I dunno why I posted it...just felt like it.

By JonnyDough on 9/29/2010 5:08:21 AM , Rating: 2
See mine and OmegaD's post below. There are reasons we don't get the same efficiency. For one, we are no longer polluting the air nearly as badly.

By tng on 9/29/2010 8:21:10 AM , Rating: 2
If you are talking about my post it is a 99 Civic and yes it has airbags. As for Sync, I have installed a similar system from Alpine. Touchscreen control for my Ipod, CD/DVD player, Bluetooth, Sat Nav, backup camera. Great system and I now that I have it when I get a rental somewhere that does not have the Ipod and Bluetooth I miss it.

So you see my Civic really does not need Sync.

By Omega215D on 9/29/2010 2:58:54 AM , Rating: 2
Not only that but emissions equipment play a role in reducing fuel mileage. The higher the standards the less mileage you will get.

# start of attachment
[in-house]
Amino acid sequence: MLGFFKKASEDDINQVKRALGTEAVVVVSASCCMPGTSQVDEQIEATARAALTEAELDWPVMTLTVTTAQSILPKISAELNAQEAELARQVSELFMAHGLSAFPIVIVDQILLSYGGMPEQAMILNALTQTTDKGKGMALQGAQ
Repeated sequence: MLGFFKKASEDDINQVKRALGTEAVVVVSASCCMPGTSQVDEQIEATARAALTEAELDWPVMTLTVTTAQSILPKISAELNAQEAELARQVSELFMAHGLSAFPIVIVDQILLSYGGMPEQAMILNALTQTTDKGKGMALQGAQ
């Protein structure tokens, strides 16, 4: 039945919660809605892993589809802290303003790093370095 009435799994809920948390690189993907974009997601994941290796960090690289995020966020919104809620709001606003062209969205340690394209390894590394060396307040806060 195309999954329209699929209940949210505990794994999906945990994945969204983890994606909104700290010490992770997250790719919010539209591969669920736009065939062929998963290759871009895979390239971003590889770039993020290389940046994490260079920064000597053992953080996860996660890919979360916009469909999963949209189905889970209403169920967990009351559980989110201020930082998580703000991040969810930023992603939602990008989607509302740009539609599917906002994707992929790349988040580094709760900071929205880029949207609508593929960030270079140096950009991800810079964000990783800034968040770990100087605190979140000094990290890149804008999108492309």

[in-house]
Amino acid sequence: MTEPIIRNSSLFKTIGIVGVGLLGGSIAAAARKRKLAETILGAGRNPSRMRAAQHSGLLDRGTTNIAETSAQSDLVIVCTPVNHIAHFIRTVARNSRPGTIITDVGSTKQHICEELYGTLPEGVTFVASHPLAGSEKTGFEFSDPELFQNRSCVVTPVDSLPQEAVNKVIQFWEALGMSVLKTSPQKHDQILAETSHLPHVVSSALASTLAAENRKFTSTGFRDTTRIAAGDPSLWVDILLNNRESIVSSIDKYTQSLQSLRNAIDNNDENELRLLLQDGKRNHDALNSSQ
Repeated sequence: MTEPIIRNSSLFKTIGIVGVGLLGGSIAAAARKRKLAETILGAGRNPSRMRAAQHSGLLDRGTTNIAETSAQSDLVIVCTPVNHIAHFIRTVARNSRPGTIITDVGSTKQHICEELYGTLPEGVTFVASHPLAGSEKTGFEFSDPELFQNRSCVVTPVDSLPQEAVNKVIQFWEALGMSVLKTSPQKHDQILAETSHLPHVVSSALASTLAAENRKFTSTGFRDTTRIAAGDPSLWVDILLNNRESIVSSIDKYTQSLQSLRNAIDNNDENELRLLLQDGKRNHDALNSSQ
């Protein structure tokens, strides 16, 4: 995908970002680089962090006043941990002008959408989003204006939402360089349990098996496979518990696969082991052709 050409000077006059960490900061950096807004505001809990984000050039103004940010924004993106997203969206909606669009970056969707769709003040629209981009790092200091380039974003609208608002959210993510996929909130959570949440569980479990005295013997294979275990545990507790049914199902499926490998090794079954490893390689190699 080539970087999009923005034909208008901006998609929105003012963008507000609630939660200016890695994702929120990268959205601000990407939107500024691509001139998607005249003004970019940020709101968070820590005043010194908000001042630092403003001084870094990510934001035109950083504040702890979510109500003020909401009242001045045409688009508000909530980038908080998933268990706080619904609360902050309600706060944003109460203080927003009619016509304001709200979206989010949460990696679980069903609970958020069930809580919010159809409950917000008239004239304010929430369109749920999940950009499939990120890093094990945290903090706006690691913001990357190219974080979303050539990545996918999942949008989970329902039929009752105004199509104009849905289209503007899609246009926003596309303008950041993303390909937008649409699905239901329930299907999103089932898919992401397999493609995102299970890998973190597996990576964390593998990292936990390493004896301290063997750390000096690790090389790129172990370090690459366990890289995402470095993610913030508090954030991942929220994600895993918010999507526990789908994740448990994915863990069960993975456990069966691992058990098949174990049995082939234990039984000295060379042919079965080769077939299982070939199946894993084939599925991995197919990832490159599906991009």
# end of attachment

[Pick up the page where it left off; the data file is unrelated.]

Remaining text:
My source came from my motorcycle magazine with an in depth view on the whole thing (for those who doubt this).

By tng on 9/29/2010 8:14:50 AM , Rating: 2
Frankly, this is one area where the free market seems to have worked well.
Yes and no, in my opinion. Most of the safety comes not from manufacturers that voluntarily install this equipment, but from many years of mandates by government and insurance companies. The fact that car safety can be marketed by companies like Mercedes to generate more sales is a by-product. I like the fact that people are thinking about this stuff.

By Samus on 9/29/2010 10:35:44 PM , Rating: 2
Well sure, my 238 whp supercharged SVT Focus CAN get upward of 30MPG, but cars like it aren't really designed for fuel economy.

Ironically, between my truck and my Mustang, it's the only car I own that achieves anything considered 'decent' fuel economy these days.

I just wish Ford would bring the performance version of the Kuga over next year as the Escape Sport or something, but they'll just throw a clunker V6 in it and call it sporty, and I'll never be able to consolidate ALL my cars into one. Economy, light towing, performance.